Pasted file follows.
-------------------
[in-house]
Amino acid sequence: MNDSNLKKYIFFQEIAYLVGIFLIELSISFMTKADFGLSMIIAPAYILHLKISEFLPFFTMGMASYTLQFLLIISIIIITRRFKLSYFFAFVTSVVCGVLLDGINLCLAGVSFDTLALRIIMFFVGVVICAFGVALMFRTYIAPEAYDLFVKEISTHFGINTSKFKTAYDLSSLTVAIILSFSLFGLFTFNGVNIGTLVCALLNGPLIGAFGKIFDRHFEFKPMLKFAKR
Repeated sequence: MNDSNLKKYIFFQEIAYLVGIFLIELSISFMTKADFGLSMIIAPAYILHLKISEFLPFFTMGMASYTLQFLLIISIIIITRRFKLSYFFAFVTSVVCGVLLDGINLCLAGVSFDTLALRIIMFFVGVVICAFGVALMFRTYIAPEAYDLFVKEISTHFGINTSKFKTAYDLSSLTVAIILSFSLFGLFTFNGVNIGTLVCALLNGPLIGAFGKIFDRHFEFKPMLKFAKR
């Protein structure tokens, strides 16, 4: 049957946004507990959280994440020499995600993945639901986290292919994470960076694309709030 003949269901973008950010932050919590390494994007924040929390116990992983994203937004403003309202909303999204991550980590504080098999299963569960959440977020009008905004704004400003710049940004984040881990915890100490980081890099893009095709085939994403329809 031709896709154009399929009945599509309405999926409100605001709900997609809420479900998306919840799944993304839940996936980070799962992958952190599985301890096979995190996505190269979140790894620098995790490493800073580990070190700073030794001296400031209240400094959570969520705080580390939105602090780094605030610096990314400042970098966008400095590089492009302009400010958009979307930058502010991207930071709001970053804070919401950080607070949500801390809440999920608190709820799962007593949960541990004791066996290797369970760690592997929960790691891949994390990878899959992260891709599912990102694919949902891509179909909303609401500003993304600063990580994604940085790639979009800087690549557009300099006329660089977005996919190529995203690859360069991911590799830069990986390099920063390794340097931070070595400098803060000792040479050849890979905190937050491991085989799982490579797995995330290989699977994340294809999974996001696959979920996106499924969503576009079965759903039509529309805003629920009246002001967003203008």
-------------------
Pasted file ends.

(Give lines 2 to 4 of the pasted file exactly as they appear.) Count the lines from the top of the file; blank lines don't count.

Amino acid sequence: MNDSNLKKYIFFQEIAYLVGIFLIELSISFMTKADFGLSMIIAPAYILHLKISEFLPFFTMGMASYTLQFLLIISIIIITRRFKLSYFFAFVTSVVCGVLLDGINLCLAGVSFDTLALRIIMFFVGVVICAFGVALMFRTYIAPEAYDLFVKEISTHFGINTSKFKTAYDLSSLTVAIILSFSLFGLFTFNGVNIGTLVCALLNGPLIGAFGKIFDRHFEFKPMLKFAKR
Repeated sequence: MNDSNLKKYIFFQEIAYLVGIFLIELSISFMTKADFGLSMIIAPAYILHLKISEFLPFFTMGMASYTLQFLLIISIIIITRRFKLSYFFAFVTSVVCGVLLDGINLCLAGVSFDTLALRIIMFFVGVVICAFGVALMFRTYIAPEAYDLFVKEISTHFGINTSKFKTAYDLSSLTVAIILSFSLFGLFTFNGVNIGTLVCALLNGPLIGAFGKIFDRHFEFKPMLKFAKR
């Protein structure tokens, strides 16, 4: 049957946004507990959280994440020499995600993945639901986290292919994470960076694309709030 003949269901973008950010932050919590390494994007924040929390116990992983994203937004403003309202909303999204991550980590504080098999299963569960959440977020009008905004704004400003710049940004984040881990915890100490980081890099893009095709085939994403329809 031709896709154009399929009945599509309405999926409100605001709900997609809420479900998306919840799944993304839940996936980070799962992958952190599985301890096979995190996505190269979140790894620098995790490493800073580990070190700073030794001296400031209240400094959570969520705080580390939105602090780094605030610096990314400042970098966008400095590089492009302009400010958009979307930058502010991207930071709001970053804070919401950080607070949500801390809440999920608190709820799962007593949960541990004791066996290797369970760690592997929960790691891949994390990878899959992260891709599912990102694919949902891509179909909303609401500003993304600063990580994604940085790639979009800087690549557009300099006329660089977005996919190529995203690859360069991911590799830069990986390099920063390794340097931070070595400098803060000792040479050849890979905190937050491991085989799982490579797995995330290989699977994340294809999974996001696959979920996106499924969503576009079965759903039509529309805003629920009246002001967003203008």